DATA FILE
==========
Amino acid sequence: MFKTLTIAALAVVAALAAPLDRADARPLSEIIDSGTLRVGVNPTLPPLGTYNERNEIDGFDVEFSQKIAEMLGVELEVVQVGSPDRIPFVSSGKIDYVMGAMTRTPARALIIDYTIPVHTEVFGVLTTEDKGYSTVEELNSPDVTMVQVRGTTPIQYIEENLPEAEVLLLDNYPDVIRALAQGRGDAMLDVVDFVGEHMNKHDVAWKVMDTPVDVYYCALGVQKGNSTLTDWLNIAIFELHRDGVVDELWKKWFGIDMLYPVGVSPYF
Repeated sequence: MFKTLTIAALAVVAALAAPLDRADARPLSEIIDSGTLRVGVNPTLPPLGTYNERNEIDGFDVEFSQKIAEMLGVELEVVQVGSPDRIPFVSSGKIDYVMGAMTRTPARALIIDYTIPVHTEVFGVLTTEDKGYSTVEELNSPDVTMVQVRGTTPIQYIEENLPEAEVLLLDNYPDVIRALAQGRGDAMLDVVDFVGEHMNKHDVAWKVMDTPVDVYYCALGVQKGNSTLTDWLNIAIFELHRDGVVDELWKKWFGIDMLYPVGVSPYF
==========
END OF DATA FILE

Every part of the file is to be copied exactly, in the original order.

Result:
Amino acid sequence: MFKTLTIAALAVVAALAAPLDRADARPLSEIIDSGTLRVGVNPTLPPLGTYNERNEIDGFDVEFSQKIAEMLGVELEVVQVGSPDRIPFVSSGKIDYVMGAMTRTPARALIIDYTIPVHTEVFGVLTTEDKGYSTVEELNSPDVTMVQVRGTTPIQYIEENLPEAEVLLLDNYPDVIRALAQGRGDAMLDVVDFVGEHMNKHDVAWKVMDTPVDVYYCALGVQKGNSTLTDWLNIAIFELHRDGVVDELWKKWFGIDMLYPVGVSPYF
Repeated sequence: MFKTLTIAALAVVAALAAPLDRADARPLSEIIDSGTLRVGVNPTLPPLGTYNERNEIDGFDVEFSQKIAEMLGVELEVVQVGSPDRIPFVSSGKIDYVMGAMTRTPARALIIDYTIPVHTEVFGVLTTEDKGYSTVEELNSPDVTMVQVRGTTPIQYIEENLPEAEVLLLDNYPDVIRALAQGRGDAMLDVVDFVGEHMNKHDVAWKVMDTPVDVYYCALGVQKGNSTLTDWLNIAIFELHRDGVVDELWKKWFGIDMLYPVGVSPYF